When Daniel was younger, he took up the hobby of building model cars. You know the kind. They’re made of molded plastic parts which you painstakingly glue together. His last project was the Batmobile from the 1960s television program. I … he … worked for hours putting the thing together and then painting it. It wasn’t perfect, but it was enough to make a young boy think his father could do anything.
A few months ago, Daniel was cleaning his room and produced a box of things for me to throw into the trash. I decided to sort through the box and find some items which might be donated to charity rather than go to the city dump. Among the items in his box was the Batmobile we’d built years before. I was crushed. He’d intended it for the trash heap.
It didn’t have the meaning to him that it had to me. For me, it was something we had built together; for Daniel, it was an old toy that he had no interest in. It was his, so I let him do what he wanted with his things.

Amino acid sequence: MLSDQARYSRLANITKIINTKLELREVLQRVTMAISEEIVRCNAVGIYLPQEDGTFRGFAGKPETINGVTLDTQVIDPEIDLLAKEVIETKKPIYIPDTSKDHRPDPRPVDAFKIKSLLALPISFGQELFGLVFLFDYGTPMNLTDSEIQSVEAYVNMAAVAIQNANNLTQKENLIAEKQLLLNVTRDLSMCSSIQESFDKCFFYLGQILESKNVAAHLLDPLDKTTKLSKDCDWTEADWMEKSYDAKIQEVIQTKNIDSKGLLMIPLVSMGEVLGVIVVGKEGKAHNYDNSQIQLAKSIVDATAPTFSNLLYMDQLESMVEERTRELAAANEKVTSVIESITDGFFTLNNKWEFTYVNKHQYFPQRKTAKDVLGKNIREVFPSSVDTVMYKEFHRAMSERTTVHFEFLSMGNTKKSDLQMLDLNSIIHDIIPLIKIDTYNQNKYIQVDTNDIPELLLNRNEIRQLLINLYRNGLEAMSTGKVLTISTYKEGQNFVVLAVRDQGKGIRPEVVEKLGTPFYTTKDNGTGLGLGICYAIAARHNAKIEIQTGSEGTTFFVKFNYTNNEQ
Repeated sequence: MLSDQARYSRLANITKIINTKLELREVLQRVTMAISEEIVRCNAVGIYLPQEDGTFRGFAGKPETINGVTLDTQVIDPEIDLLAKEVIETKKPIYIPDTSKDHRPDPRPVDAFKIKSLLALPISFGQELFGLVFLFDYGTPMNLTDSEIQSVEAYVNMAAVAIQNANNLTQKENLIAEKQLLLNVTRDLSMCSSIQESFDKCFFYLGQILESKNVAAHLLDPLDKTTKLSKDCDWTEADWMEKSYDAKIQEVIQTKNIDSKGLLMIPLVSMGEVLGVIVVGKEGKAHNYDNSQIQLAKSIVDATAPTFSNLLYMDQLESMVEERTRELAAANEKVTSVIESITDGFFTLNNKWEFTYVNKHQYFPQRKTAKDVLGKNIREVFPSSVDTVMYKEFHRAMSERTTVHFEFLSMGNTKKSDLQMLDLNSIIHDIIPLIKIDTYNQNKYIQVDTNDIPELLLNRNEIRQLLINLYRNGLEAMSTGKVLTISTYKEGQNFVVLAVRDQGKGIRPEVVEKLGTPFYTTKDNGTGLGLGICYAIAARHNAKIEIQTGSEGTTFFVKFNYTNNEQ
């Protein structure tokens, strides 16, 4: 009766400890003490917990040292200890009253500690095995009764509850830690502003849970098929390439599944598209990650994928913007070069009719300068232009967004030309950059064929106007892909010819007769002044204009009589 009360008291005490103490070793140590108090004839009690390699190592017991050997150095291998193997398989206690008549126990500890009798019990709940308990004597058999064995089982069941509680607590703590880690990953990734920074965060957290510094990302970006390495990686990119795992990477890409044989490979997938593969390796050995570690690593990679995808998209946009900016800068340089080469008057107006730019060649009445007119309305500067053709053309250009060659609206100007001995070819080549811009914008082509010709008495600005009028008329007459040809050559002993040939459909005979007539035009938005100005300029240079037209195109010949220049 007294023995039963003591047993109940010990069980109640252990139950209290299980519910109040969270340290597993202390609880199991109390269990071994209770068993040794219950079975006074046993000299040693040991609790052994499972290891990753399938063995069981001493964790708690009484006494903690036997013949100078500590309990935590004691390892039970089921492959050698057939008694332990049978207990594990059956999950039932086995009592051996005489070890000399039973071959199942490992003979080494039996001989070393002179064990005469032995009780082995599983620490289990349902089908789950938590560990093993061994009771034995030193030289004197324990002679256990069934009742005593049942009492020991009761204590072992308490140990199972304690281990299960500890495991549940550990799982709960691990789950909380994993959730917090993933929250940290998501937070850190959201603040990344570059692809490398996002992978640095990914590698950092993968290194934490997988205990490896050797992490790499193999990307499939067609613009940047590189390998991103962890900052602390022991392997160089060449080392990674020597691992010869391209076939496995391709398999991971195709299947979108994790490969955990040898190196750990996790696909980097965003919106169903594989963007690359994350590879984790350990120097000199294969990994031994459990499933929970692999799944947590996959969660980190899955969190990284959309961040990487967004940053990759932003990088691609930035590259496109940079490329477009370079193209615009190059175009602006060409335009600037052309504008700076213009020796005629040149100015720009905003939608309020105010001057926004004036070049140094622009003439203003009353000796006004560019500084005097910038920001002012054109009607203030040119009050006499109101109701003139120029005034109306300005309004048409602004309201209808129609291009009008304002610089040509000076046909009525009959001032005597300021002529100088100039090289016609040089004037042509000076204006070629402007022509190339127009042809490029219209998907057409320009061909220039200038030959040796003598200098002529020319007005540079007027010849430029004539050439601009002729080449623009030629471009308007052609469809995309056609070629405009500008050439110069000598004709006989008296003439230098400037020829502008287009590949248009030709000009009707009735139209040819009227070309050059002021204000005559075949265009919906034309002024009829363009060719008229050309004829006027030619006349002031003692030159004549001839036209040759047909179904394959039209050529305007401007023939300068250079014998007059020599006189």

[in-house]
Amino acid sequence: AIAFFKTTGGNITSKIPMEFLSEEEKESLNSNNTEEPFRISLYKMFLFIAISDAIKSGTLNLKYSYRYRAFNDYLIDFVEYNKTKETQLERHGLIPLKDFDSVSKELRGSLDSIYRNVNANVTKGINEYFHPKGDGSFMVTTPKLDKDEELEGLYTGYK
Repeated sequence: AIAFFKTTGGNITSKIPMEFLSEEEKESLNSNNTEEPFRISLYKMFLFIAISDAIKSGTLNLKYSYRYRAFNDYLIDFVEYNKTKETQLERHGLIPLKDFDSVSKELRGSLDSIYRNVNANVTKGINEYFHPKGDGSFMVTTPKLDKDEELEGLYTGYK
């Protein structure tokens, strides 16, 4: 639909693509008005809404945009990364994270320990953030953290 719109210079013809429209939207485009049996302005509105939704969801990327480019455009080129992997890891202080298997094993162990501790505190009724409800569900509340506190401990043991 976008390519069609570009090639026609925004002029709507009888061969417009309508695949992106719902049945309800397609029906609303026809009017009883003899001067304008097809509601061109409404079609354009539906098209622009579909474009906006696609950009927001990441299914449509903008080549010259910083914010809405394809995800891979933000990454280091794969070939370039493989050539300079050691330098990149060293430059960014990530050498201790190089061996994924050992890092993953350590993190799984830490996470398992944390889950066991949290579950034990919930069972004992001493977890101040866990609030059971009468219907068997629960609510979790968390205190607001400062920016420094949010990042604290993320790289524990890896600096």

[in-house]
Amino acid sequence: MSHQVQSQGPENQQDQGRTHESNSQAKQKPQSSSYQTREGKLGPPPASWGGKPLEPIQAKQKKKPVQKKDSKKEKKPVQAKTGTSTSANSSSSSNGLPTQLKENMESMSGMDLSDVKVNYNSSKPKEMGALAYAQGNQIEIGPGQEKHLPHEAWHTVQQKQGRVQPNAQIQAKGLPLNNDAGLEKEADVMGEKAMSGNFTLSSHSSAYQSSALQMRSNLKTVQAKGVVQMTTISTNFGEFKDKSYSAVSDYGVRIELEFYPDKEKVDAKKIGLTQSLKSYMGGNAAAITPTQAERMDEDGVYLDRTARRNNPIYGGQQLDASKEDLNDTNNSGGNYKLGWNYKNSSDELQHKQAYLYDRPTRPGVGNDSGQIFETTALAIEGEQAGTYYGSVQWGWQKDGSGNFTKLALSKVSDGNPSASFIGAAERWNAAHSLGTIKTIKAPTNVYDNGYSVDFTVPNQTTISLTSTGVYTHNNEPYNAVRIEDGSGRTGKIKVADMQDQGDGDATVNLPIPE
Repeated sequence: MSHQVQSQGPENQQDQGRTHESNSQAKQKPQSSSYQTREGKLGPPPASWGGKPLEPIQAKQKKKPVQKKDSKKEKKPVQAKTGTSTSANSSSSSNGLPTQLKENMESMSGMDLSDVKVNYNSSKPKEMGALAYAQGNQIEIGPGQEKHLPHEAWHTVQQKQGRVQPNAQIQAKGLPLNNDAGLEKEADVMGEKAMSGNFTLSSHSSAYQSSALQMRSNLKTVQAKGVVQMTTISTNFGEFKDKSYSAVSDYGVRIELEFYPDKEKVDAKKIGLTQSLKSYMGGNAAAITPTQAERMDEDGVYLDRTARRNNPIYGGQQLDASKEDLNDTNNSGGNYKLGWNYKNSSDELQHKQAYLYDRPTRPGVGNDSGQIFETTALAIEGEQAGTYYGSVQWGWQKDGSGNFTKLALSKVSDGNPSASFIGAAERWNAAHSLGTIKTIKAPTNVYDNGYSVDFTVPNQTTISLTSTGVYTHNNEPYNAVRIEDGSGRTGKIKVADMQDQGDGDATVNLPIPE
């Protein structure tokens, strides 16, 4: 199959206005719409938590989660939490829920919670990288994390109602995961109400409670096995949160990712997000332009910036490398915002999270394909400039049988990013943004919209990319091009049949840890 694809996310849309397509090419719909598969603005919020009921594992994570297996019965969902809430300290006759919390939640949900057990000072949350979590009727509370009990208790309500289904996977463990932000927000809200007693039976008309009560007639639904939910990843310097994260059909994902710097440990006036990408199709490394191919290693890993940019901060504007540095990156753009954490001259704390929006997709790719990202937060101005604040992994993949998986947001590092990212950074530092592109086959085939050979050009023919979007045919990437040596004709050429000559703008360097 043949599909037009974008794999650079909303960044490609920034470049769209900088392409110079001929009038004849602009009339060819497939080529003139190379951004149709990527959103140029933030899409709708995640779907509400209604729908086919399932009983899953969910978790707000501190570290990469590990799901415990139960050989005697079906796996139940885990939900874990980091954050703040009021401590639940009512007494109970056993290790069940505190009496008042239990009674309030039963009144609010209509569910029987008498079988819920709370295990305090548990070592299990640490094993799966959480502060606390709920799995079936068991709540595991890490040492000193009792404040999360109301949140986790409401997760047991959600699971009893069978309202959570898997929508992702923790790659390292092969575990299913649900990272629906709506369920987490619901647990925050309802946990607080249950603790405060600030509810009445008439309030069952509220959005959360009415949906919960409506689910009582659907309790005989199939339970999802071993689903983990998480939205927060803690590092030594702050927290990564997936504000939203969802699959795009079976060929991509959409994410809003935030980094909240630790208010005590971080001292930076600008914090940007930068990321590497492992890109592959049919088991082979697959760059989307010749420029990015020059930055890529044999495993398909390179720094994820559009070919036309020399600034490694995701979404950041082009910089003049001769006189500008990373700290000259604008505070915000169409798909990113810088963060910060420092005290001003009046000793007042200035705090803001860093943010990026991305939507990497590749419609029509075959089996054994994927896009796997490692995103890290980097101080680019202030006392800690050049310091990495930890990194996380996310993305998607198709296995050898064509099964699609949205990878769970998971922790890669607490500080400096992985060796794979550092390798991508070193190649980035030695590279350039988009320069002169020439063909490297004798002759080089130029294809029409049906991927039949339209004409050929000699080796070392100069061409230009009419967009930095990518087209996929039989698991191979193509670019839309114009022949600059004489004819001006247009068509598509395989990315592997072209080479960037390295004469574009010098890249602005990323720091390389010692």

Here is a difficult truth: This universe, and everything in it, belongs to the God who created it and upholds it. Your god-complex deludes you into thinking that certain things belong to you and that it’s your right to decide what comes and goes, what is “good” and “bad”, and what is and isn’t proper for your life. You may have a god-complex, but that doesn’t make you God.
O man, who are you to reply against God? Will the thing formed say to him who formed it, “Why have you made me like this?” Does not the potter have power over the clay, from the same lump to make one vessel for honor and another for dishonor? (Romans 9:20-21).